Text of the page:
Legal Smuggling With Christine Choy (2017) Short Film Review Legal Smuggling With Christine Choy (2017) Short Film Review
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Nearing its 40th anniversary, Sundance Film Festival is underway once again as it showcases an exciting and eclectic range of independent filmmaking. Gracing the... Legal Smuggling With Christine Choy (2017) Short Film Review

Nearing its 40th anniversary, Sundance Film Festival is underway once again as it showcases an exciting and eclectic range of independent filmmaking. Gracing the Documentary Short strand of this year’s programme, the brotherly duo Noah and Lewie Kloster provide us with this distinct debut feature Legal Smuggling With Christine Choy, featuring the female filmmaker who was Oscar-nominated in 1987 for Who Killed Vincent Chin?

Clocking in at a mere four minutes and brimming with imaginative and textured animation as its title credits draw comparisons with the quirky style often associated with classic cartoon shows, the admittedly simplistic plot revolves around a chain smoking Choy as she reflects in the haze of New York City.

Beginning at the age of sixteen whilst lamenting the lack of Asian movie stars to be influenced by back in her homeland, the fondness for smoking ultimately cancelled out the ‘wear high heels and stuffed bra’ cliches driven into her by fellow women.

Longing for the year 1975 when the price for such a vice was a far cry from the extortionate amount she is now reluctant to pay in the current climate, we are treated to the creative and perhaps crazy lengths the Korean-born filmmaker would go to obtain her beloved Benson and Hedges for a reasonable rate, as she mentions using abacuses, visiting duty free shops and contacting travel agents for a trip to Toronto.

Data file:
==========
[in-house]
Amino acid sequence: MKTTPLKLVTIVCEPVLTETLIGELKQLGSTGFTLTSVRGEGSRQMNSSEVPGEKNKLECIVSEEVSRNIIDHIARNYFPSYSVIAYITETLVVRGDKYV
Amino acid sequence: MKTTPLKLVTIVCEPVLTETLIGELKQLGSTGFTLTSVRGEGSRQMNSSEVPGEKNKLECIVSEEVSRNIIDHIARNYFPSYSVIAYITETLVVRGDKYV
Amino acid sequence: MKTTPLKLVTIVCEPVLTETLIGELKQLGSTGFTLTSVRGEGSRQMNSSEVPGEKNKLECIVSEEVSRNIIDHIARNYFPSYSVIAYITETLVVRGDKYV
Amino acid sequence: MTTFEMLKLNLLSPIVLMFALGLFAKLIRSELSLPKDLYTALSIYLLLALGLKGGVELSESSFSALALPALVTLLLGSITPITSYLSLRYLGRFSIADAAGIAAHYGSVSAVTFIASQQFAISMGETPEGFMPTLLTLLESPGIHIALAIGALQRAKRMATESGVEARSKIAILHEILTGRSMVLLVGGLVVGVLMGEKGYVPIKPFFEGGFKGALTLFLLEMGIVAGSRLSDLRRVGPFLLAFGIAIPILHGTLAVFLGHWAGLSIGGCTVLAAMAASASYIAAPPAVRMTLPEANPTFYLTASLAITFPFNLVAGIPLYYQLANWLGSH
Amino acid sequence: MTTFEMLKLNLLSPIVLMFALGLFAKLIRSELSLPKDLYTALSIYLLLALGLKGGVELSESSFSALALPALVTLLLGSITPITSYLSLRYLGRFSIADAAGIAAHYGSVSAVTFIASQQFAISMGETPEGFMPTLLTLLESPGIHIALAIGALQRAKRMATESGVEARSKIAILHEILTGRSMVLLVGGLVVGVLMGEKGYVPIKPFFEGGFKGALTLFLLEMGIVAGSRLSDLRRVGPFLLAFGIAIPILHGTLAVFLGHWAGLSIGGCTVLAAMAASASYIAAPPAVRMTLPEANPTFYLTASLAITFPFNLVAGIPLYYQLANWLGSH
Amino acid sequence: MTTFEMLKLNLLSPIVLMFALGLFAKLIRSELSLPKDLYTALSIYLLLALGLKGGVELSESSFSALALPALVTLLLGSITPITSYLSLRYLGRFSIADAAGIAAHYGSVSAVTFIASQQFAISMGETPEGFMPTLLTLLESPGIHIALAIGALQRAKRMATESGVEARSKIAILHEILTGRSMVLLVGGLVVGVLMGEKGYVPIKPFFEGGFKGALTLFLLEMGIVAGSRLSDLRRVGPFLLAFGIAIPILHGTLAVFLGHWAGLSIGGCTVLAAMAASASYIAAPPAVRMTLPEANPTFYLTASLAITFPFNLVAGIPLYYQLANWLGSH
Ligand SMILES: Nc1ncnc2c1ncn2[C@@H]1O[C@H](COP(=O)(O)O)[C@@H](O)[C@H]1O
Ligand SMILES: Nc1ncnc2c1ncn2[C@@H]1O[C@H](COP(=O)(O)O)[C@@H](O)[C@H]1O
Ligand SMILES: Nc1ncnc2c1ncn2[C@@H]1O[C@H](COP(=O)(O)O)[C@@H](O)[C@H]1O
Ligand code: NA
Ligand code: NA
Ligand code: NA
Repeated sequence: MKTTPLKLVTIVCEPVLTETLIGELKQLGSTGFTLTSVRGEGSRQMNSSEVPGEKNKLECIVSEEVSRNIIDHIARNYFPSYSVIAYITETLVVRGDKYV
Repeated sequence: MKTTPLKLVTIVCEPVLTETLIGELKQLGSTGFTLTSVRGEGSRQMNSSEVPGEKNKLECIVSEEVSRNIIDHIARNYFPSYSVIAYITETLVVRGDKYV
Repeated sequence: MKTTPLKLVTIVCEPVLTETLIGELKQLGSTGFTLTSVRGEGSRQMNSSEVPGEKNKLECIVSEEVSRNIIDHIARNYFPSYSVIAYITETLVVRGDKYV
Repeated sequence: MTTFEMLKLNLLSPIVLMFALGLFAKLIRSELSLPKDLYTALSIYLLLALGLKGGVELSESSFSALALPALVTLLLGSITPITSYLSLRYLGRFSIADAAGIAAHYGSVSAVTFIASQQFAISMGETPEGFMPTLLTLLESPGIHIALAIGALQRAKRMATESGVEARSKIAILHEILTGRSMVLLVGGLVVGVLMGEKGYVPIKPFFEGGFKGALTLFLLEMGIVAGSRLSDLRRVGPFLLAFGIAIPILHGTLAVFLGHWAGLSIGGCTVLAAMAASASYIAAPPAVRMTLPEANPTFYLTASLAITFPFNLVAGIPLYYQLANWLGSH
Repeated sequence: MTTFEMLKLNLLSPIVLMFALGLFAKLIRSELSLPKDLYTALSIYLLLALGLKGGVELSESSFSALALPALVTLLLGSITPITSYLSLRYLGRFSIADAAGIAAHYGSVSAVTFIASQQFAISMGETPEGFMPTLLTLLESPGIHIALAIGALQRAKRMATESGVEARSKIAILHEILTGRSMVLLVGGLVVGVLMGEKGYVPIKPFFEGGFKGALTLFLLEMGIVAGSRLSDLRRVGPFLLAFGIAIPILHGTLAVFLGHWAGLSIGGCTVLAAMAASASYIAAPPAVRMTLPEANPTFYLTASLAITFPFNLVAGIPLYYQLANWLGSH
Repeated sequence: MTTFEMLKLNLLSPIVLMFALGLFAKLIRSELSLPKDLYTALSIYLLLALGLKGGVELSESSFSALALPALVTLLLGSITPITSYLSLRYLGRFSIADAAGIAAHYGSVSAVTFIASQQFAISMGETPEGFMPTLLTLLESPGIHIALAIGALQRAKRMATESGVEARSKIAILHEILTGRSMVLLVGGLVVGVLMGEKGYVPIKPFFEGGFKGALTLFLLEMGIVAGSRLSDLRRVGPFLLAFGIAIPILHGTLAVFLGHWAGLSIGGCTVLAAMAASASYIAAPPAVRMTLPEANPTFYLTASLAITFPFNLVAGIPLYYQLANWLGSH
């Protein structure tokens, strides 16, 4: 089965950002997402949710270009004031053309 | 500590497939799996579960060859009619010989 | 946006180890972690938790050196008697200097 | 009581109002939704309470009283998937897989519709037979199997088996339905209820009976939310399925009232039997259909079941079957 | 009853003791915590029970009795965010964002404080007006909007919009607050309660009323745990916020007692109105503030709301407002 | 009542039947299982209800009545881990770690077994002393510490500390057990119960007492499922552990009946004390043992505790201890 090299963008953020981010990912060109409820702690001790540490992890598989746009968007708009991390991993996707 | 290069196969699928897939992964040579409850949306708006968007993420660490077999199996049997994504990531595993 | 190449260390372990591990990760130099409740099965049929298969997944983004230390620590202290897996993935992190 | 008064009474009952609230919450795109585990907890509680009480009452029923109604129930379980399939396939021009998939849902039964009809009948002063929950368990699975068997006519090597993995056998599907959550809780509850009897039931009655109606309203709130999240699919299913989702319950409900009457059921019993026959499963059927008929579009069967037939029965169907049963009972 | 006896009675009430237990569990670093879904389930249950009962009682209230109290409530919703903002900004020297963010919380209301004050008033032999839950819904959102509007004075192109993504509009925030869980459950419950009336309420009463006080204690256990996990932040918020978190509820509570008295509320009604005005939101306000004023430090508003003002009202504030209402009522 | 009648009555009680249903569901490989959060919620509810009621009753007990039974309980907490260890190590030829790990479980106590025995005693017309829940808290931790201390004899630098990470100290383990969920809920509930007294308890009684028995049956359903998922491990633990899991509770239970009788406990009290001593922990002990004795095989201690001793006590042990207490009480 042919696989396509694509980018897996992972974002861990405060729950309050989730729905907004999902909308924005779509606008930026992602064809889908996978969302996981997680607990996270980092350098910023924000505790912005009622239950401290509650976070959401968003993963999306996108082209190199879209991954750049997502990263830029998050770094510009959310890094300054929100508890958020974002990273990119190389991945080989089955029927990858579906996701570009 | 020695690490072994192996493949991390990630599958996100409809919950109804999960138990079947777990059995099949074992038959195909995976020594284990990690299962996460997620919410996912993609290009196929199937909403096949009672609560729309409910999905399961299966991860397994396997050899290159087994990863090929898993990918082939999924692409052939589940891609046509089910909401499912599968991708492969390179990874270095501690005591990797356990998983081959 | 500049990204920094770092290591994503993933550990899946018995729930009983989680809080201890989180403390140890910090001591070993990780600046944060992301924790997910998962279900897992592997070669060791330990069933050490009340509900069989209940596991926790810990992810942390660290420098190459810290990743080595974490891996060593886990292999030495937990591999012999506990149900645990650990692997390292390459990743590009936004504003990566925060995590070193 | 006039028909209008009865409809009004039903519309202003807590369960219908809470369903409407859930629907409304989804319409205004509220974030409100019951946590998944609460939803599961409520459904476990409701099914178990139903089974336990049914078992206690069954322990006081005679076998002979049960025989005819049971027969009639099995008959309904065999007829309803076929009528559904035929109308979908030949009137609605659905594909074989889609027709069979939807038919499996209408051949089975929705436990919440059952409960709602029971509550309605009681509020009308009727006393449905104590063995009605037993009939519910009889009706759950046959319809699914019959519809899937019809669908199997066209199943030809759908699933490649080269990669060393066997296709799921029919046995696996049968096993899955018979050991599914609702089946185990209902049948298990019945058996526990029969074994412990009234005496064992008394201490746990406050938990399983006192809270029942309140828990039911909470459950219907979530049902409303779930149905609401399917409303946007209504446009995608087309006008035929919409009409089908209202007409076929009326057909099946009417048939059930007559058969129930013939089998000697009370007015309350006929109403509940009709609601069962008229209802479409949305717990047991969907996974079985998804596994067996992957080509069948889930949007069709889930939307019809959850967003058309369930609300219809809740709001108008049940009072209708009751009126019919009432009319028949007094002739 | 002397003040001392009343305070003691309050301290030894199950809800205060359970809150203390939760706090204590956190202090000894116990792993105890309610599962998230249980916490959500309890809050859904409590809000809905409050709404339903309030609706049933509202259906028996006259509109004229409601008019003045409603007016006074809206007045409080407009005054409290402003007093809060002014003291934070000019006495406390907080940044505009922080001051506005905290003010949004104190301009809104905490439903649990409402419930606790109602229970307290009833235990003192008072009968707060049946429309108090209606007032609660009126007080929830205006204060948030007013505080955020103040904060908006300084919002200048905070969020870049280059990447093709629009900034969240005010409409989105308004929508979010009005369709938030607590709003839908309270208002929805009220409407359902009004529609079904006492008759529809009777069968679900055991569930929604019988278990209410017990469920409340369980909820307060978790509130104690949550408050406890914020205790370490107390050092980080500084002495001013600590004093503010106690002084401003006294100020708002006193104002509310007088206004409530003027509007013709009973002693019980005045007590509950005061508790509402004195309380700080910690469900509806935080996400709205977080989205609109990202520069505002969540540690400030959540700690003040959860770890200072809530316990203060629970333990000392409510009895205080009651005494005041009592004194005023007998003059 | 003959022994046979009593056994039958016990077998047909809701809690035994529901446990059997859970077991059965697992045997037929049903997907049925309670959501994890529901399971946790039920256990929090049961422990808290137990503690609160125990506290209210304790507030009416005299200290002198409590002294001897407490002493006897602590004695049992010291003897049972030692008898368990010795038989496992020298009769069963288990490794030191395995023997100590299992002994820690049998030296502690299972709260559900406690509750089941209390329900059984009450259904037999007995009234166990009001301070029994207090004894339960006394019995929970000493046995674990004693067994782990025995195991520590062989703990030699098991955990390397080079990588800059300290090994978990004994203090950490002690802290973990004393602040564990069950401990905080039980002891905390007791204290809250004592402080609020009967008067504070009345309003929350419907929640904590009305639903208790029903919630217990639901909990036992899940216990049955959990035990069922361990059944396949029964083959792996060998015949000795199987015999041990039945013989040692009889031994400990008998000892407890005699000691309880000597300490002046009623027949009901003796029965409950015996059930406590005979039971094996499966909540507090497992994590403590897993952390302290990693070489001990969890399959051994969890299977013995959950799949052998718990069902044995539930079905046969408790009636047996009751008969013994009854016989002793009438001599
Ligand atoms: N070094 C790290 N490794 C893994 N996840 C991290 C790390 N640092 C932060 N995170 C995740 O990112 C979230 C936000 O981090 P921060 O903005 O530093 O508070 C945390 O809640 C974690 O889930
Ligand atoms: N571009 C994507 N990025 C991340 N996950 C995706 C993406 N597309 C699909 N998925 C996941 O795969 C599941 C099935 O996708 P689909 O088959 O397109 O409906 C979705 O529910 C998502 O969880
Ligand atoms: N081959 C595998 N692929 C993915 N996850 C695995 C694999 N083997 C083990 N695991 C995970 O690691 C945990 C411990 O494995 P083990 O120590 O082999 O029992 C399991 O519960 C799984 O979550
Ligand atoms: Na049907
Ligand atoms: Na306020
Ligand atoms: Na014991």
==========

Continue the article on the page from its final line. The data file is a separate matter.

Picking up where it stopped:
The piece is ultimately reliant on the passion and personality that Christine Choy’s narration instills into the short with her razor sharp wit, guiding us through a lean story that for all its fun and element of risk carried out by its central character, is hardly brimming with depth or insight.

Yet the visual craftsmanship displayed by Noah and Lewie Kloster here is undeniably impressive, as its vivid and kooky stop-motion style compliments Choy’s persona wonderfully, with the dizzying rainbow-coloured zooms as she maps out her plans in the airport and the descending of cotton wool as planes swoop by proving particularly inspired.

Legal Smuggling With Christine Choy is an often amusing albeit throwaway short, that may not necessarily leave you craving a return trip with its narrative limitations. But as a stylistic showcase, the Kloster Brothers may just be worth keeping an eye on.

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Darryl Griffiths